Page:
Intended outcomes

The intended outcomes of the programme are to ensure that children aged 4 to 16 eligible for free school meals:

  • eat more healthily over the school holidays
  • are more active during the school holidays
  • take part in engaging and enriching activities which support the development of resilience, character and wellbeing along with their wider educational attainment
  • are safe and not socially isolated
  • have a greater knowledge of health and nutrition
  • are more engaged with school and other local services

“Physical activity is the single most important thing to do to improve your mental and physical health”

Jenny Harries, Deputy Chief Medical Officer for England January 2021

We expect all providers who are funded through the HAF programme to meet our framework of standards. 

‘Physical activities: clubs must provide activities which meet the Physical Activity Guidelines on a daily basis’.

What are the Physical Activity Guidelines for Children and Young People in the UK? (5 to 18 years old)

  • Children and young people should engage in moderate to vigorous physical activity (MVPA) for an average of at least 60 minutes per day across the week. This can include all forms of activity such as physical education, active travel, after-school activities, play and sports.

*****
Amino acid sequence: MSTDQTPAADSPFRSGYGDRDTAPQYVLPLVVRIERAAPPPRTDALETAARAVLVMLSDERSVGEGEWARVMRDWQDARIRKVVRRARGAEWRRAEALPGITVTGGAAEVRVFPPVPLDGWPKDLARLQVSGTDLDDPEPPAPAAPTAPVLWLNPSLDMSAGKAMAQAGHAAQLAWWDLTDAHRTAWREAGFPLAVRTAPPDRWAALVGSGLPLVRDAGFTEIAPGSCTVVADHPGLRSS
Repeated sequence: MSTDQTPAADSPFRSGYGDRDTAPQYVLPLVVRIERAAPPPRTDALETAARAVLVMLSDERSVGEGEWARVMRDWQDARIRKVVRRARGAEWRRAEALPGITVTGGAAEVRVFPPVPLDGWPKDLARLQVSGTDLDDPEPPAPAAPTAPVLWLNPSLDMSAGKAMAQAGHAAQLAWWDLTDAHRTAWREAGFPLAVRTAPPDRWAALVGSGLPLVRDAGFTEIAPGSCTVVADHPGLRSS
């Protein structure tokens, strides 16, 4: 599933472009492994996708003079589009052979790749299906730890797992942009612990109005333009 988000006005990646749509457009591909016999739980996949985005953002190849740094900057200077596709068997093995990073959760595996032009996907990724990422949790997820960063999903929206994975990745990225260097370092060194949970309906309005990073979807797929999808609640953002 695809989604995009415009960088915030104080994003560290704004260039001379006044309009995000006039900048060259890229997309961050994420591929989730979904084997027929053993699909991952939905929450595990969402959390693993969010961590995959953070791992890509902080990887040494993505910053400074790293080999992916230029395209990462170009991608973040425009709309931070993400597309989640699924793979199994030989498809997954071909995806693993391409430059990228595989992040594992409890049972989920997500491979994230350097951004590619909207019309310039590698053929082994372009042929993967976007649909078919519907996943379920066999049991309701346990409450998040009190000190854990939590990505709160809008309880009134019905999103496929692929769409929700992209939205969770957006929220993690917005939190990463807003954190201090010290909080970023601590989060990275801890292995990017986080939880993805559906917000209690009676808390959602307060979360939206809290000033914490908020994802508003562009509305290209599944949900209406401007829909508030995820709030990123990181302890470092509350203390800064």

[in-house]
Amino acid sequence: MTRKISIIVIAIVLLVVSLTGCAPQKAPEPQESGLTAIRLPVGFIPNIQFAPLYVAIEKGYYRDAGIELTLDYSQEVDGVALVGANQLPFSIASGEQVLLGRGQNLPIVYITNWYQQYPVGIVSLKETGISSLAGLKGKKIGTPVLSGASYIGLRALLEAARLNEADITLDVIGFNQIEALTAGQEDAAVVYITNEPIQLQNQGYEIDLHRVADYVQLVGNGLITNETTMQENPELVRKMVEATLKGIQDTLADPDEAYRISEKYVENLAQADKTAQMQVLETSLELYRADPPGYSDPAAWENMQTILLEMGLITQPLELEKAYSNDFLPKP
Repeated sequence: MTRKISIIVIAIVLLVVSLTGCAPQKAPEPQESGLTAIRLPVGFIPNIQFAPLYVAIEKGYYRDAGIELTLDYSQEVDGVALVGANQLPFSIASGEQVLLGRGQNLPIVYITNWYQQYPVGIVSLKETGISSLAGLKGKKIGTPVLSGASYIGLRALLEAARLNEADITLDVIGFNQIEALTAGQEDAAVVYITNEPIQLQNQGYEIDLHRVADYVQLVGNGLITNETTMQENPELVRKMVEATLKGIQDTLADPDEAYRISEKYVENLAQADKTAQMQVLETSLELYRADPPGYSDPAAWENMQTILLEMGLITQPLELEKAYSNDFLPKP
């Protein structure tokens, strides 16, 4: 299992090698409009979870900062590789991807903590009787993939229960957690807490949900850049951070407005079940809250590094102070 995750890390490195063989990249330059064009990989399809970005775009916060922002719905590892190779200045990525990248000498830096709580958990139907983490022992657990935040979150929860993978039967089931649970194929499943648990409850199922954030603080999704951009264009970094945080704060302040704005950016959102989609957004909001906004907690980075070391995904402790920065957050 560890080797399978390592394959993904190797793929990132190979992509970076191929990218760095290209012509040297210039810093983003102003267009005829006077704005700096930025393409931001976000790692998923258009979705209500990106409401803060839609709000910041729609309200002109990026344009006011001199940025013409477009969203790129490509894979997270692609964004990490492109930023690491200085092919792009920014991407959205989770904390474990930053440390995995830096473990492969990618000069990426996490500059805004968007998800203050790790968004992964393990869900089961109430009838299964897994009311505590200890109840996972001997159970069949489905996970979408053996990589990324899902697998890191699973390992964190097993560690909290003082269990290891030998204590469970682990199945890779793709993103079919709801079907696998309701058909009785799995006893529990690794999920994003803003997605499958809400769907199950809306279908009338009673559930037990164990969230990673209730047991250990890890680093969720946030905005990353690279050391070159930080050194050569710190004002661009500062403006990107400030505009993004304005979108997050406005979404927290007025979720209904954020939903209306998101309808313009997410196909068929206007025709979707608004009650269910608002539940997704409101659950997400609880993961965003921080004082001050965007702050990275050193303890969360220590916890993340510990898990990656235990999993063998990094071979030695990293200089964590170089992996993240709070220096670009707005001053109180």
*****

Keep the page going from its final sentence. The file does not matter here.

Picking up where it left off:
• Children and young people should engage in a variety of types and intensities of physical activity across the week to develop movement skills, muscular fitness, and bone strength.
  • Children and young people should aim to minimise the amount of time spent being sedentary, and when physically possible should break up long periods of not moving with at least light physical activity.

The infographic on the next page summarises the Chief Medical Officers ‘Physical Activity Guidelines ’for you to share with staff, the young people and families that are attending your sessions. It would be great to have this infographic up at your sessions to promote the ‘Active 60 Minutes’ message.

Move more, sit less

Physical activity for children and young people between 5 and 18

Physical activity:

  • builds confidence and social skills
  • develops co-ordination
  • improves concentration and learning
  • strengthens muscles and bones
  • improves health and fitness
  • improves sleep
  • makes you feel good

Be physically active

Spread activity throughout the day. All activities should make you breathe faster and feel warmer. Aim for an average of one hour a day across the week.

Activities to develop movement skills, and muscle and bone strength across the week:

  • play
  • run or walk
  • bike
  • active travel
  • swim
  • skate
  • sport
  • PE
  • skip
  • climb
  • workout
  • dance

Get strong. Reduce inactivity, Move more.

Find ways to help all children and young people accumulate an average of at least 60 minutes physical activity per day across the week.

Defining moderate to vigorous activity

Moderate intensity activities (e.g. brisk walking, cycling, riding a scooter, playing) make us breathe faster, our heart rate increases, and we begin to feel warm. We are usually able to talk but not sing while doing them.

Vigorous intensity activities (e.g. running, swimming fast, competitive sport like playing football, netball) require a large amount of effort, resulting in a much faster heart rate and rapid breathing. They usually make it difficult for us to talk without pausing.

Activities that strengthen muscle and bone

Examples of activities that strengthen muscle and bone, including walking, running jumping, hopping, skipping, and cycling.